January 9, 2015 Healthcare Fraud
Stryker Pays $80 Million to Resolve Allegations of Healthcare Fraud
A subsidiary of the Stryker Corporation has agreed to pay $80 million after pleading guilty to marketing and selling certain knee replacement products without government approval. The OtisMed group, which manufacturers “cutting guides” used to achieve a perfect incision and implantation during knee replacements, has refused to admit any sort of wrongdoing in the matter – but pled guilty nonetheless, agreeing to pay $80 million in restitution, fines, and penalties.
Details of Stryker’s false claims and the government’s criminal fraud allegations
Medicare and Medicaid may only cover procedures and medical products that are approved by the Food and Drug Administration. Moreover, these programs cannot cover the costs of medical products, procedures, or prescriptions offered to patients to treat conditions not approved by the FDA. In other words, “off-label marketing” is strictly prohibited and will trigger False Claims Act liability if targeted toward recipients of government healthcare benefits.
In the case against Stryker and OtisMed, the product in question is known as a “cutting guide,” and it is manufactured and sold to physicians in order to ensure bones are cut with exact specificity prior to the implantation of a prosthetic knee device. The only issue with Stryker’s cutting guides is that none were approved by the FDA prior to being shipped to physicians and hospitals across the United States. In fact, Stryker sold 18,000 devices from 2006 through 2009.
In October, 2008, the company applied for FDA approval – which was never cleared due to the FDA’s assertion that OtisMed failed to adequately demonstrate that the product was safe and effective. Thereafter, against the advisement of the board of directors, OtisMed shipped an addition 218 devices to surgeons – all of whom were unaware that the product had not been approved for use.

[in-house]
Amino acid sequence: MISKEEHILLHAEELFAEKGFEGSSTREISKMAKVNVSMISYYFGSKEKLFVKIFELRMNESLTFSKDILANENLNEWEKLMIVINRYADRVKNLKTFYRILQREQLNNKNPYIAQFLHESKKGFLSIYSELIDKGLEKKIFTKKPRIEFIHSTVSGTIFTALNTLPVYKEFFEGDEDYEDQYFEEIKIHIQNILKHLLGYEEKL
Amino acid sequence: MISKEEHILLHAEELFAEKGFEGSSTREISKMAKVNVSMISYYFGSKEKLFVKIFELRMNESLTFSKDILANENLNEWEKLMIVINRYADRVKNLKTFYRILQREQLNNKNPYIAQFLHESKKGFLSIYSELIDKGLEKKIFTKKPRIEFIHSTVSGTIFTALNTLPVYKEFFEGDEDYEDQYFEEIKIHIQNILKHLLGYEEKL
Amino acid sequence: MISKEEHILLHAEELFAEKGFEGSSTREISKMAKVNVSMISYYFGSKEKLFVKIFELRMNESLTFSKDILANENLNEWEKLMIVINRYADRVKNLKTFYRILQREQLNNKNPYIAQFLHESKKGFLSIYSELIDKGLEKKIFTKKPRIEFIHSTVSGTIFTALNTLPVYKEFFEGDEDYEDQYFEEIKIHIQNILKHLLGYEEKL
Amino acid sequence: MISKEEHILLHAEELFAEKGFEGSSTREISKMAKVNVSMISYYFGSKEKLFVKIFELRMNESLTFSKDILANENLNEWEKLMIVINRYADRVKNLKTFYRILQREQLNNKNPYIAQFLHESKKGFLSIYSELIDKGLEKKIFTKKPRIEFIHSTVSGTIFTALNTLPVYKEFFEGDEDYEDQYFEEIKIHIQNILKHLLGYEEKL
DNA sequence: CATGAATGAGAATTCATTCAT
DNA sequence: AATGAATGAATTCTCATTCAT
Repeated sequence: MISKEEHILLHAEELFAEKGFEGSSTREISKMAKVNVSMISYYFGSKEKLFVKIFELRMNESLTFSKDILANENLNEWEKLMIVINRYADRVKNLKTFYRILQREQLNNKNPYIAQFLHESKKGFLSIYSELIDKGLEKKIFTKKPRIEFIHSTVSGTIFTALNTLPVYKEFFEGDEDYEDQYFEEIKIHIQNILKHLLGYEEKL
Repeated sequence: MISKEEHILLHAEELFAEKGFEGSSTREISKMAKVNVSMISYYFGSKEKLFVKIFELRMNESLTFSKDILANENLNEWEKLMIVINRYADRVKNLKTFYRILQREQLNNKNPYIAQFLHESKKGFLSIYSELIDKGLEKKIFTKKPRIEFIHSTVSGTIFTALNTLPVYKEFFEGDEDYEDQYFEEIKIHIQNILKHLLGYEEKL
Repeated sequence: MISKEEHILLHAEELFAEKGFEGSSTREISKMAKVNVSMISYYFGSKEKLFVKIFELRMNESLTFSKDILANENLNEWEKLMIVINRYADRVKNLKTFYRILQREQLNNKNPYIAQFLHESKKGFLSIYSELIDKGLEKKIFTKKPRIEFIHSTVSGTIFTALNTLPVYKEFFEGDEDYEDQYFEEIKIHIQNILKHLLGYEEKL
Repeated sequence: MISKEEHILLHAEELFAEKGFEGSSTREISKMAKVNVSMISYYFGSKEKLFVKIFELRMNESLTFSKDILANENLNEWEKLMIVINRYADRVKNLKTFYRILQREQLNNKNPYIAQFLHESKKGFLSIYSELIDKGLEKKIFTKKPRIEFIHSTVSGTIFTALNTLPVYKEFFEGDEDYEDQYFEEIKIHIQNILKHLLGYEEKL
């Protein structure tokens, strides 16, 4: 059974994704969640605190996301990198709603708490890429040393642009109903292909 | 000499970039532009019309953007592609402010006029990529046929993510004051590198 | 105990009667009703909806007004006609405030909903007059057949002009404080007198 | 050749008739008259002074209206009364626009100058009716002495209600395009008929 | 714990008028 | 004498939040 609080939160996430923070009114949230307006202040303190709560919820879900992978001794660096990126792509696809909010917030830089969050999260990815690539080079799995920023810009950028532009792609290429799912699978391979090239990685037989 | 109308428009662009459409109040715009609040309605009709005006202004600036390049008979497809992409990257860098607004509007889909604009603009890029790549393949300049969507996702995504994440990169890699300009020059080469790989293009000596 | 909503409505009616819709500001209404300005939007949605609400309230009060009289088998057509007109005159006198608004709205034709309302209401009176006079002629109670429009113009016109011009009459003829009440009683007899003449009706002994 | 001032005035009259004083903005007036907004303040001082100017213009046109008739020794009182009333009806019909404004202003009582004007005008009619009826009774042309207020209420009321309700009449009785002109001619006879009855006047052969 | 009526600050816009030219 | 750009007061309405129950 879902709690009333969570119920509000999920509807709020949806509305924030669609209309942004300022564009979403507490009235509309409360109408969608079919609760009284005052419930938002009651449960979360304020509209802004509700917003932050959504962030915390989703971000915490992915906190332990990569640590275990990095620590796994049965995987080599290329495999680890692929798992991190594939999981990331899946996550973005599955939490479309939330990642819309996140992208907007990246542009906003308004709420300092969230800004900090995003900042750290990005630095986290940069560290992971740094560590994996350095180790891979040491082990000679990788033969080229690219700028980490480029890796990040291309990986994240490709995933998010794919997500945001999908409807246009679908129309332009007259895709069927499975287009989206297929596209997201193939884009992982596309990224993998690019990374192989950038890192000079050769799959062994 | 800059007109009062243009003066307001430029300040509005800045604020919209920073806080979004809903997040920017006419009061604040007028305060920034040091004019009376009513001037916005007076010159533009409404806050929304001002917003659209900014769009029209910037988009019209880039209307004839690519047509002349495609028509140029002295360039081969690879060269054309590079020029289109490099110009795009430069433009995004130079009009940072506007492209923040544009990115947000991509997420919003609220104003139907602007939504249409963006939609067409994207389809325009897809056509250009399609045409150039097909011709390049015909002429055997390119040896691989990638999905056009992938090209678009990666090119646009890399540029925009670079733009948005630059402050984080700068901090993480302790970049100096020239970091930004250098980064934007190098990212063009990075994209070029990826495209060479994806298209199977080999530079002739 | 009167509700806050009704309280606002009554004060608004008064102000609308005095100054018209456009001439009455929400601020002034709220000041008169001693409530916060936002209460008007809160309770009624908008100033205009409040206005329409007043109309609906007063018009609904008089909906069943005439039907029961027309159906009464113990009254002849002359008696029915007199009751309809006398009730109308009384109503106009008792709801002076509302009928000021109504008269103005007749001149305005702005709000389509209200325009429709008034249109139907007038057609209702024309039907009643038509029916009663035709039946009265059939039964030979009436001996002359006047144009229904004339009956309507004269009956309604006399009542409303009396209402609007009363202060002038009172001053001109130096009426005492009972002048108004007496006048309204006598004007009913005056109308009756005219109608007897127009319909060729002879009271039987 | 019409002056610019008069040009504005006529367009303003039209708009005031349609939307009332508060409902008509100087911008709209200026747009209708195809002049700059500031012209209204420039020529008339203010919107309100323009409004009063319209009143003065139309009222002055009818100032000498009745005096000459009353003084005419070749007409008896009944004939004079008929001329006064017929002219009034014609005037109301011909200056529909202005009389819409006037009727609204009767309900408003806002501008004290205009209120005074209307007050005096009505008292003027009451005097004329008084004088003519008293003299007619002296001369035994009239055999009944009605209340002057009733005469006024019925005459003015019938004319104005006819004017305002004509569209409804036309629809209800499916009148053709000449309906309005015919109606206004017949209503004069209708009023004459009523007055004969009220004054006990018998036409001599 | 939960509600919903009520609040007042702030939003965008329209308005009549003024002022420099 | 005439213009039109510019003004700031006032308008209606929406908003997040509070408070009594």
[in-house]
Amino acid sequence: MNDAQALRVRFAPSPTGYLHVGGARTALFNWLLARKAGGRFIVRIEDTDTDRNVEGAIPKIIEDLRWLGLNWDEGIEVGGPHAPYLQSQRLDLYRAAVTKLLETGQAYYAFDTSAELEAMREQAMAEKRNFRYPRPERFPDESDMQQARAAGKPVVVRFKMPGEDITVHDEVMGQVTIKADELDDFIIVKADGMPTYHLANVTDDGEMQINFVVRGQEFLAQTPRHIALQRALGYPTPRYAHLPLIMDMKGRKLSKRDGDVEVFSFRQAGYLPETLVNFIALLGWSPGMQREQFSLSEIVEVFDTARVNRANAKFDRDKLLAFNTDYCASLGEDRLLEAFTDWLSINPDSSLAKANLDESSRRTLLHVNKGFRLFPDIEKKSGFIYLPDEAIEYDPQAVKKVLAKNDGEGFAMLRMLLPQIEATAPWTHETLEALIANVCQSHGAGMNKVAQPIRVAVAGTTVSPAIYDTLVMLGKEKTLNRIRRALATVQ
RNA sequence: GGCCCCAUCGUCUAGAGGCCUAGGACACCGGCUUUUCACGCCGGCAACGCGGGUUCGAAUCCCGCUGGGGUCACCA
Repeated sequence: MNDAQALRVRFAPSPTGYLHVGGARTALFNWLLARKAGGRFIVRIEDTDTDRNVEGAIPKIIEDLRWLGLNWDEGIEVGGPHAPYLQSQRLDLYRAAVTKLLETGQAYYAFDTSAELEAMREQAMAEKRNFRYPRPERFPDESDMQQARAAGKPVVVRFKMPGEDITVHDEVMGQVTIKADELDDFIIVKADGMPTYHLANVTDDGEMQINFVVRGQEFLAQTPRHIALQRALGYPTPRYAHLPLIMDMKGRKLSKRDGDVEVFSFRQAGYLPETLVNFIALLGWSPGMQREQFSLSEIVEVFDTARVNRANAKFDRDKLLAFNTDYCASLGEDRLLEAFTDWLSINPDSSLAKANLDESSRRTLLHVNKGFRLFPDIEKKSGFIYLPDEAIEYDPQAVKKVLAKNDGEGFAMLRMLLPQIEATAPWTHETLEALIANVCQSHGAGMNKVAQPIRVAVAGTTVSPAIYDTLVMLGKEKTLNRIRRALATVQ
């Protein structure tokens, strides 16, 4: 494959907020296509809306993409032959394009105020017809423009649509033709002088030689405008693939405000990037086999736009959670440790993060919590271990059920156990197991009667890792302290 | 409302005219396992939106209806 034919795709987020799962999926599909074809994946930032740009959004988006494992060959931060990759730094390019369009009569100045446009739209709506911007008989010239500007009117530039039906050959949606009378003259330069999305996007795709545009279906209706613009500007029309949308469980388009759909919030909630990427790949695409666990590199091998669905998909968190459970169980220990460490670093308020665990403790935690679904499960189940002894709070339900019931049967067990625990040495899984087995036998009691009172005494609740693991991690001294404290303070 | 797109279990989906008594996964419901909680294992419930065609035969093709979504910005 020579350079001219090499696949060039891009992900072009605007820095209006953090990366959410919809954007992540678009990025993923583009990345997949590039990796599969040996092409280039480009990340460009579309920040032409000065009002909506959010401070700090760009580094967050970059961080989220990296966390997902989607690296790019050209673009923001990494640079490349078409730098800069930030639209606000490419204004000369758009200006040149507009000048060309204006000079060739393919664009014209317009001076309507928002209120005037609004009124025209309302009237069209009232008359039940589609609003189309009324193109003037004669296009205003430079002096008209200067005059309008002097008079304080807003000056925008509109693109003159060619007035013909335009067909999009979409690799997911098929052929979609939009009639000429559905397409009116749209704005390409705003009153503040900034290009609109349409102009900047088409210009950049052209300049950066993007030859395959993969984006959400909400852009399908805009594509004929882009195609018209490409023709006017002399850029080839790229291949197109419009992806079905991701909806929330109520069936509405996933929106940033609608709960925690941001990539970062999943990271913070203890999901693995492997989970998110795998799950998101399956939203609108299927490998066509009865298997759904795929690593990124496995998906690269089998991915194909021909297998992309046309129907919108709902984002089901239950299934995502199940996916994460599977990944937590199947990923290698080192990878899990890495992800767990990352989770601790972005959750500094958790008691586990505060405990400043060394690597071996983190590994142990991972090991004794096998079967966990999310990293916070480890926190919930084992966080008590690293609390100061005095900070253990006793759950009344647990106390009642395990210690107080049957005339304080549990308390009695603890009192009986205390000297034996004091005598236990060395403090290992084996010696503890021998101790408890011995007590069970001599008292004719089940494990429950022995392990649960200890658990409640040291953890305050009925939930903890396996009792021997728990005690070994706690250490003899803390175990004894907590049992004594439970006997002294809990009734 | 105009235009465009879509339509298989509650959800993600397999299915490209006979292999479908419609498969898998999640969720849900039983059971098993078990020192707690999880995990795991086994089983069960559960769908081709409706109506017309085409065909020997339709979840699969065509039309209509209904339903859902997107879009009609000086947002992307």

OtisMed’s CEO pleads guilty
The legal troubles against Stryker and OtisMed involve both civil and criminal allegations of fraud. Under the False Claims Act side of the case, whistleblower and former Stryker sales executive Richard Adrian will receive $7 million of the $40 million settlement of the allegations relating to Medicare and Medicaid fraud. In addition, OtisMed is prohibited from participating in government healthcare programs for a period of 20 years.
On the criminal side, OtisMed agreed to pay $34.4 million in penalties, as well as forfeit an additional $5.16 million. The CEO of OtisMed pled guilty to one felony count of distributing misbranded medical devices with the intent to defraud.
The former CEO of OtisMed maintains his benevolence, stating:
“At no time during that period did the FDA direct the company to stop selling the cutting guides.” The CEO further commented that he ordered the additional 218 devices because “he did not want to leave any of the patients who were scheduled for knee replacement surgery hanging without another medical option….He did not make a dime off of any of the sales.”
By contrast, the U.S. Attorney’s Office commented:
“The company did not tell the surgeons who received them, and then used them, about the FDA’s decision….That kind of flagrant disregard for the FDA, and for the safety of patients, cannot be ignored. That explains the magnitude of today’s settlement.”
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